string id = (string) etext.Attribute(nsRdf + "ID");
        string title = (string) etext.Element(nsGutenbergTerms + "friendlytitle");

        Console.WriteLine("{0}: {1}", id, title);

A couple of problems:

  1. speed—the program sits around for 5 seconds or so before outputting anything, while it loads the 128MB xml file into memory.
  2. memory usage—loading the 128MB file pushes the memory usage from 10,328K to 731,832K (as reported in task manager). I don’t want to read too much into that value, but we can certainly agree that loading the whole file into memory at once isn’t optimal.

This is the worst of both worlds: the program is slower than it needs to be, and it uses more memory than it should.

… but did I mention that I love LINQ to XML? Processing each etext element as an XElement instance is really convenient.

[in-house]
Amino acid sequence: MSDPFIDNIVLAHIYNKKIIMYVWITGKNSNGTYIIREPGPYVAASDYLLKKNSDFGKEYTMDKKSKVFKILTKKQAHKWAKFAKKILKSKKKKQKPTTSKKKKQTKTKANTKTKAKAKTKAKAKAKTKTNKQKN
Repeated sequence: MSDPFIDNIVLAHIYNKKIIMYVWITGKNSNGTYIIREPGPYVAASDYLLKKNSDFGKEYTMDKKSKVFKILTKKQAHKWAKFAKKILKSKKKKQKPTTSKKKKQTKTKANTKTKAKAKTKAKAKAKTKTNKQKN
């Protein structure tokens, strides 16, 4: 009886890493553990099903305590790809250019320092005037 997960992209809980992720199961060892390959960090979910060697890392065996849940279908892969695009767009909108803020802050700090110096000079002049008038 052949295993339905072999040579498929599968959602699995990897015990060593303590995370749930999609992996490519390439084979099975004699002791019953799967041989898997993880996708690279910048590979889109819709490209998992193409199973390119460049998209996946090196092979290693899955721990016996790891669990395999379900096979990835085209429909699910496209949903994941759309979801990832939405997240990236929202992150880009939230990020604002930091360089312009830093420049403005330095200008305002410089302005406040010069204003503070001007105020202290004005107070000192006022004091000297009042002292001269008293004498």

Ideally, we would want to combine the efficiency of reading the large xml file with an XmlReader with the convenience of handling each etext element as an XElement instance.

Cue Patrick Stewart saying, “Make it so”:

static void Main()
    XNamespace nsGutenbergTerms = "http://www.gutenberg.org/rdfterms/";
    XNamespace nsRdf = "http://www.w3.org/1999/02/22-rdf-syntax-ns#";

    using (XmlReader reader = XmlReader.Create("catalog.rdf",
        new XmlReaderSettings { ProhibitDtd = false }))
        // move the reader to the start of the content and read the root element's start tag
        //   that is, the reader is positioned at the first child of the root element
        reader.ReadStartElement("RDF", nsRdf.NamespaceName);

        foreach (XElement etext in reader.ReadElements(nsGutenbergTerms + "etext"))
            string id = (string) etext.Attribute(nsRdf + "ID");
            string title = (string) etext.Element(nsGutenbergTerms + "friendlytitle");

            Console.WriteLine("{0}: {1}", id, title);

Apart from noticing the similarity between this and the previous code block, the most interesting part of this code is the ReadElements extension method.

Before calling ReadElements, the code positions the reader on the first child of the root element. Then, ReadElements is called with an XName referring to the etext element. All of the etext elements are returned as a sequence.